Why Are IRA Accounts and Other Retirement Accounts Not Titled to One's Revocable Living Trust?

Shirley Ongee Tam

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Estate Planning Attorney

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Individuals who have dutifully saved and invested their money during their lifetime oftentimes have large IRA accounts. In some cases, it may be important to think about how to name the beneficiary designations where such large IRA accounts exist.

Many individuals do not realize that the money that they have saved in their employee benefit accounts or IRA accounts are subject to income taxes by the recipient, as well as estate taxes on the account upon the death of the IRA owner.

Generally, revocable living trusts should not be named as a beneficiary of an IRA account or any other retirement account. When dealing with the transfer of retirement accounts, the goal is always to allow the beneficiary to spread out the payments received from the IRA to defer the payment of income taxes. By having the payments spread out over the life expectancy of the youngest beneficiary, the beneficiaries are able to defer the income taxes by receiving smaller payments as opposed to receiving one large lump payment subject to income taxes.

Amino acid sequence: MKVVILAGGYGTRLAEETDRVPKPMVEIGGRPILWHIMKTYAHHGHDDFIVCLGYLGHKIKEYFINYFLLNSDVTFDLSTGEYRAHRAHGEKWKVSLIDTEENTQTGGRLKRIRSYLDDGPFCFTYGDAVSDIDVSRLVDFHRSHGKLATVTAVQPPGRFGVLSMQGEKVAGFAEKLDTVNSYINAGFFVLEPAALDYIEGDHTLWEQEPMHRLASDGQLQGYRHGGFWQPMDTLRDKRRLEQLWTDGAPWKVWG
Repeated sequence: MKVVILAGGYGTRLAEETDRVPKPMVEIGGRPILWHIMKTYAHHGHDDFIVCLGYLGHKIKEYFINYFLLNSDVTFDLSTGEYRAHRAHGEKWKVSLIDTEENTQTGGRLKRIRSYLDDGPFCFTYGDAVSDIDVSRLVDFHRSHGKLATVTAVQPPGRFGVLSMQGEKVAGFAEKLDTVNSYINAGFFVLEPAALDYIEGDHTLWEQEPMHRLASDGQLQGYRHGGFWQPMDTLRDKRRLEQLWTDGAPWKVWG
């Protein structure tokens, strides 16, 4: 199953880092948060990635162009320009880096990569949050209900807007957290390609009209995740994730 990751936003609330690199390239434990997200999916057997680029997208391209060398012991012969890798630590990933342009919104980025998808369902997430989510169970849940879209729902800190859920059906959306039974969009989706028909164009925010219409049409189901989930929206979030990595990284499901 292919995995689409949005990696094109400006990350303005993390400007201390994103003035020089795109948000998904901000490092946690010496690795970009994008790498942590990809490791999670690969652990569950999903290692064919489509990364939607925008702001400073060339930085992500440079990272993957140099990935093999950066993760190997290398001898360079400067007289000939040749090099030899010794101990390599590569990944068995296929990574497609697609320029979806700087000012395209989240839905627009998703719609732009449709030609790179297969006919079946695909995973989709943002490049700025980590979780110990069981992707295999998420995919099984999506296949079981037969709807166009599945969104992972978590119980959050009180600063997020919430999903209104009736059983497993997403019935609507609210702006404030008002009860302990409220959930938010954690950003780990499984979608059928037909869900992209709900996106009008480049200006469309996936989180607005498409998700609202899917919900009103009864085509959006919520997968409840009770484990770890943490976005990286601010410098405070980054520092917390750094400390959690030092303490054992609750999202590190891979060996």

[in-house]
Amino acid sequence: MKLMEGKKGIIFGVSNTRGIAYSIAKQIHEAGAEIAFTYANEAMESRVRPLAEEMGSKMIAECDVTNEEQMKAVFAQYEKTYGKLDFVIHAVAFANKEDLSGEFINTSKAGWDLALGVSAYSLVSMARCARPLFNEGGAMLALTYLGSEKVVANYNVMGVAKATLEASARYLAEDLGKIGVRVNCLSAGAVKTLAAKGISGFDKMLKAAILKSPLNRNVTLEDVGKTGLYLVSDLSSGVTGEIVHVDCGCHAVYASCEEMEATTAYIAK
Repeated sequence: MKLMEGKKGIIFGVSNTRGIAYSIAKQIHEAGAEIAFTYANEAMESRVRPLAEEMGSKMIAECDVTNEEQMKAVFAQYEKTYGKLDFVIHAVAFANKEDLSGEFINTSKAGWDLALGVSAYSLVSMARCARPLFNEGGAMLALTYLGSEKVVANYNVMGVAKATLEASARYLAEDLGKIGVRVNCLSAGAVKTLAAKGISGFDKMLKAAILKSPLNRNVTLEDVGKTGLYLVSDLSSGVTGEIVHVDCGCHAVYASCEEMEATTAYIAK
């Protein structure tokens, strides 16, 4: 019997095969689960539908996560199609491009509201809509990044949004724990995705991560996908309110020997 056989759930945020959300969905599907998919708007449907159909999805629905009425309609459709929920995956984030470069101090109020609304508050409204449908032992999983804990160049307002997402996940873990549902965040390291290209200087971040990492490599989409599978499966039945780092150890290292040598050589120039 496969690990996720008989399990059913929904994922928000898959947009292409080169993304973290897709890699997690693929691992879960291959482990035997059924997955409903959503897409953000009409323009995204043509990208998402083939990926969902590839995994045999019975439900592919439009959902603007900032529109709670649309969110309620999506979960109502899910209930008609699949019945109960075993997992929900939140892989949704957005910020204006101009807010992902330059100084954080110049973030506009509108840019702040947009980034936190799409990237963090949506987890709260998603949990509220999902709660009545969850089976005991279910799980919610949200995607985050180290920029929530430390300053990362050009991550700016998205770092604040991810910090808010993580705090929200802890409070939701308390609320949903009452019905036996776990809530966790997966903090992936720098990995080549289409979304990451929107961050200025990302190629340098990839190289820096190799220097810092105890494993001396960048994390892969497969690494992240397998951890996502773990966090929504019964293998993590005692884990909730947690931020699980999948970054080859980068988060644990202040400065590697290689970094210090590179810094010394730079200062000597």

If one’s revocable living trust were named as a beneficiary instead of an individual, the trust cannot stretch out the distributions over time, as the IRS deems that a trust does not have a life expectancy. The trust would then receive the full lump payment of the IRA subject to income taxes at the trust’s tax rate. Therefore, the typical advice is to name an individual as the beneficiary of an IRA or other retirement account. (e.g. one’s spouse as primary beneficiary and adult children as secondary beneficiaries receiving equal shares).

Disclaimer of Liability: This informational sheet is only provided as a public service to increase awareness of issues surrounding Estate Planning. While the information on this sheet is about legal issues, it is not legal advice or legal representation.

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Shirley Tam, A Professional Law Corp.

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